Serving Pennsylvania’s Delaware County, the district has 3,400 students and an annual budget of $58 million. Every school in the Springfield School District has been recognized as a National School of Excellence by the U.S. Department of Education.
Lexmark printers used in the School District of Springfield Township continue to run like new for more than a decade
Education - K-12
Printers & Multifunction Devices
During his 40-year career as a teacher and technology consultant to the Springfield School District in Pennsylvania’s Delaware County, Hank Bohinick has seen it all, from the first computers in the classroom to the latest Internet-based social-networking technologies for enriching students’ educational experiences. One technology he’s glad to see replaced in his school system is its old inkjet printers.
In the late 1990s, Bohinick was maintaining dozens of inkjet printers, each one shared by four computers connected by parallel cables through a manual rotary switchbox—a 1980s technology holdover. If two students hit the print button at the same time, the switchbox would lock up, requiring computers to be rebooted and unsaved work sometimes lost. The real attention grabber for the school system was the printers’ appetite for ink. Not built to withstand nearcontinuous use or tightening budgets, the time for the old inkjets to go had arrived.
Hank Bohinick Technology ConsultantThese printers take a lot of abuse and they have continued to run without interruption for more than a decade.
Following a colleague’s recommendation, Bohinick contacted Lexmark. The company quickly furnished and installed two small-business monochrome laser printers for evaluation, connecting them to the Springfield school system’s network. The advantages became apparent almost immediately. “The speed and quality of the Lexmark laser printers was great, and they were much more economical than our inkjets,” said Bohinick.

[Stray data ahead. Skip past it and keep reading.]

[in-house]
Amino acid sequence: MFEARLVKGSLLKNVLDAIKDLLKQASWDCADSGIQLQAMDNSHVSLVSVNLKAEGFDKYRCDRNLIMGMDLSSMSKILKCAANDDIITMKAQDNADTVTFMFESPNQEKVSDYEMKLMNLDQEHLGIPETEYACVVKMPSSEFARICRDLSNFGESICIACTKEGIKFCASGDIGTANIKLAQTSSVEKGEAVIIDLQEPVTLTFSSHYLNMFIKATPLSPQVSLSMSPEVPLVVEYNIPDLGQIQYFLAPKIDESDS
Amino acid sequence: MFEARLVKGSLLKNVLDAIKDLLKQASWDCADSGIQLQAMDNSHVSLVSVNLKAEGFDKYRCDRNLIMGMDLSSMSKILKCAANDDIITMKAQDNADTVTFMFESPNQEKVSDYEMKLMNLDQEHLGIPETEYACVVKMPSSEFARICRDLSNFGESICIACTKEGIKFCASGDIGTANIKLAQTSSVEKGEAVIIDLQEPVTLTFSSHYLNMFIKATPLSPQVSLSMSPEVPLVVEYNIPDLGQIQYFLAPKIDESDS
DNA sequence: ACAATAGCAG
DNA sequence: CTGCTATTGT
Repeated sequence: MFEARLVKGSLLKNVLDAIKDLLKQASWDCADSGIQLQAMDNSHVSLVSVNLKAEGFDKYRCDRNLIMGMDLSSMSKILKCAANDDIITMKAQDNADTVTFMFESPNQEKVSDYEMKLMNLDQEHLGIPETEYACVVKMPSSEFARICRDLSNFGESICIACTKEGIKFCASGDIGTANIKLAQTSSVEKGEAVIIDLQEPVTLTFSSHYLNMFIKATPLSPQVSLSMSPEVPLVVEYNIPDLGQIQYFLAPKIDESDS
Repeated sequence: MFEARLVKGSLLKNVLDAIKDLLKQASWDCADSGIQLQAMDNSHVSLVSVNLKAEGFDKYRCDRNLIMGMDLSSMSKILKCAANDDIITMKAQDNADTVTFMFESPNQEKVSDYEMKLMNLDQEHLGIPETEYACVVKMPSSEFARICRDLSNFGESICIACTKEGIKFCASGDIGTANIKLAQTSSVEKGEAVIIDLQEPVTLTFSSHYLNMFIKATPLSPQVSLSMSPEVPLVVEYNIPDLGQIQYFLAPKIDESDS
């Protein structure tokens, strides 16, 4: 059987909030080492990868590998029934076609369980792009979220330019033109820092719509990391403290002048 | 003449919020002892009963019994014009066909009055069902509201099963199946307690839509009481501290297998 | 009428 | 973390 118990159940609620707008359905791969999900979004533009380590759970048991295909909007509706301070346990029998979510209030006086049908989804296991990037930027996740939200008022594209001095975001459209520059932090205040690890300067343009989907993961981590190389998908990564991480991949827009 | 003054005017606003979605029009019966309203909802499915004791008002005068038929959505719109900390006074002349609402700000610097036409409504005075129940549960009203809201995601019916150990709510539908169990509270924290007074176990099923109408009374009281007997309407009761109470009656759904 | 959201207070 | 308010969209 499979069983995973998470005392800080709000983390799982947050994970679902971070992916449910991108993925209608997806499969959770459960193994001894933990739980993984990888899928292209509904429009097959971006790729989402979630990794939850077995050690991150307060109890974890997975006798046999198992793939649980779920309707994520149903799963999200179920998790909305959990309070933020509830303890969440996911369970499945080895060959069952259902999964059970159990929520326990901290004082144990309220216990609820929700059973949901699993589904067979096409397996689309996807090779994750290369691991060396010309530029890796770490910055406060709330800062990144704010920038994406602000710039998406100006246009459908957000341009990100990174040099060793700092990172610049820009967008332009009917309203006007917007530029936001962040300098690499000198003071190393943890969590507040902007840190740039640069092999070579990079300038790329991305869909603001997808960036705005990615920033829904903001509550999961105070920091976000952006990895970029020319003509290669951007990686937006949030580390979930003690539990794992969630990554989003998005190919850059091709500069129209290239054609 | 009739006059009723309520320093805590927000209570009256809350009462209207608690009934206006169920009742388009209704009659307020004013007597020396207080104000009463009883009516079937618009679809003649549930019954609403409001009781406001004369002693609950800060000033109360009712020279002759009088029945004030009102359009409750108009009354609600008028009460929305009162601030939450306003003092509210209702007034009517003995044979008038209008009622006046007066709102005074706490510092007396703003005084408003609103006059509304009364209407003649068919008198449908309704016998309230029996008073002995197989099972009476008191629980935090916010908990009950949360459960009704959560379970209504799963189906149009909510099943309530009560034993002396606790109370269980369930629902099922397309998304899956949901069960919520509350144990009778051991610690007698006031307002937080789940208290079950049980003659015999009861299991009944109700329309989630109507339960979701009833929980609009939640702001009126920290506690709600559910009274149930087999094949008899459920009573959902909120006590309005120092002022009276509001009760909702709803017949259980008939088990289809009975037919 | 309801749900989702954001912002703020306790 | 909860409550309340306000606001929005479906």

The potential for saving thousands of dollars was clear. The high-yield toner cartridges used in current Lexmark laser printers print up to 36,000 pages, far outpacing the yield from a typical black inkjet cartridge.
Through the evaluation period, the school system was able to demonstrate a clear savings and was impressed with the printers’ reliability and output quality. In 1997, the school system allocated funds to begin the process of phasing out its old inkjets.
Today, twelve years after those first Lexmark laser printers were installed, they are still running strong, churning out nearly 40,000 pages each year. “These printers take a lot of abuse and they have continued to run without interruption for more than a decade,” said Bohinick.
Hank Bohinick Technology ConsultantThe speed and quality of the Lexmark laser printers was great and they were much more economical than our inkjets.
With the district now fully networked, a business-class Lexmark laser printer sits in each of the 300 classrooms in four schools. The old inkjets are a distant memory.
“The performance of the lasers was so much better and easier for teachers. We didn’t get a hue and cry from anyone wanting color back again,” said Bohinick. Some projects do require color, and for those, a pair of Lexmark color laser printers were installed in each school as well.
Though long satisfied with Lexmark hardware, Bohinick notes that Lexmark’s responsive account and technical support are equally important. “Whenever we have a technical question, the Lexmark engineers are responsive and willing to come on-site,” he said. With due diligence obliging the district to evaluate other printer manufacturers periodically, the result throughout the last decade has been the same each time. “We couldn’t even get them to come out here,” said Bohinick.